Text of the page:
Environmentalists advocate the use of public transport instead of cars as this will reduce carbon emissions and help combat climate change.
Achieving this is not only about changing people’s attitudes but will involve a significant shift in government strategy and investment to make public transport as convenient as cars.
This is an issue for urban and rural locations outside London, which has a relatively high usage of public transport and arguably offers an excellent network buses, tubes and trains that make it very convenient for the public.
Arguably, efforts to reduce car use in London have been helped by the introduction of the congestion charge and both the Low Emission and Ultra Low Emission Zones (LEZ). Indeed, other cities, such as Bristol, are said to be considering similar restrictions.
It is certainly the case that New Car Registrations have been falling drastically in the last two years.
According to figures published by Autoexpress, the UK’s new-car market suffered a significant decline in October 2019, with 6.7 per cent fewer registrations than in October 2018.
But I do not believe this is due to changing attitudes or any improvement of public transport infrastructure, but instead think it is down to the congestion of cars clogging up roads and falling consumer confidence as reflected by a drop in spending on capital items.
The Urban Transport Group research is claiming that significant shifts “are changing the face of transport and travel in city regions” as reported by Citymetric. As one example, it reports that more people now commute into central Birmingham by rail than car, with growth in rail use also appearing in other locations including Huddersfield (by 91 per cent), Coventry (by 143 per cent) and Newton-le- Willows (by 120 per cent).
However, the picture of changing travel patterns is much more mixed and nuanced than the above would suggest and one of the most comprehensive analysis of travel patterns is the annual Government publication, the National Travel Survey (NTS).
Its most recent annual report published in November and covering the year to the end of 2018 says: “The average number of yearly trips made by people living in England have increased each year from 2015 to 2018. The 986 trips people made on average in 2018 was the highest since 2009.”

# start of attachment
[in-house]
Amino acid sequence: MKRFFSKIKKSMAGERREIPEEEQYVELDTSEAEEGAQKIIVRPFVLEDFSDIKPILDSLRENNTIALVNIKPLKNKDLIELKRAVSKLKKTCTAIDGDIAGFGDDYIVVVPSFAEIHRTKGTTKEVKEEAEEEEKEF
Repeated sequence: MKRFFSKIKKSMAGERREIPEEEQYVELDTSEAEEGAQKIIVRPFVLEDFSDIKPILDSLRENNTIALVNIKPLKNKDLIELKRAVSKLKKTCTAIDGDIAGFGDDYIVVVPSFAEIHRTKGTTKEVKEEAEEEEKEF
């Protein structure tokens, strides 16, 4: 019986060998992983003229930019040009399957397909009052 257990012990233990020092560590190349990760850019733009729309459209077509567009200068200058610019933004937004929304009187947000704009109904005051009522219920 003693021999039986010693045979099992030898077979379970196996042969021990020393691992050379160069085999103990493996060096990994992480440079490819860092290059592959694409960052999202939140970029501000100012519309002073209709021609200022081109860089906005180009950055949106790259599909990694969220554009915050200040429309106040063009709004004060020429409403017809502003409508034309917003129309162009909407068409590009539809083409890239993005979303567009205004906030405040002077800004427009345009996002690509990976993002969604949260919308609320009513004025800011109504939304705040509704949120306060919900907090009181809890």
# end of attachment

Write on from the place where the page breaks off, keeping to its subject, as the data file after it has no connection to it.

However, it also finds that the increase is mostly accounted for by an increase in walking trips and also that between 2002 and 2018, average trips, distance and time have decreased. Cycling trips have also increased by 50% between 2002 and 2015, it finds.
It also finds that the proportion of households without a car has fallen from 48% in 1971 (based on the Census) to 24% in 2018 while the proportion of households with more than one car increased over this period, from 8% to 35%.
Nevertheless, as the report points out, the devil is in the detail, of which there is a great deal: “the many factors [for the change] might include changing demographic patterns, changing patterns of trips, and the impact of new technologies influencing the demand for travel, for example the increase in online social networking, the capability for home working and online shopping.
On public transport, however, the picture is mixed with an increase in rail trips and distances per person and a decrease in local bus use.
Surprisingly, commuting trips have also decreased in recent years which the survey suggests is due to workers travelling to work on fewer days per week, a growth in trip-chaining (where people combine two or more trips for differing purposes), a growth in the number of workers who do not have a fixed usual workplace and a growth in working from home, and part-time and self-employment.
Is it time to rethink public transport provision?
Both rail and bus transport were deregulated in the mid-1990s, leading to such services being contracted out to private providers.
Arguably, particularly with bus services, this has led to a massive decline in rural bus services because the provider companies are businesses and not interested in uneconomic, loss-making routes. As local authorities have been ever more cash strapped, many have had to reduce or cancel subsidised, loss-making rural routes, leaving rural dwellers and businesses with little option but to use their cars.
According to Better Transport, the campaigning group, “Since 2009, well over 3,000 local authority supported bus services have been cut or reduced”.
However, reasons given by respondents in the NTS for not using public transport more include:
- Rising ticket prices;
- Poor customer service;
- Rush hour inconvenience;
- Delays and unreliability.
Clearly, it is time to revisit public transport infrastructure if we are to reduce car usage and combat climate change.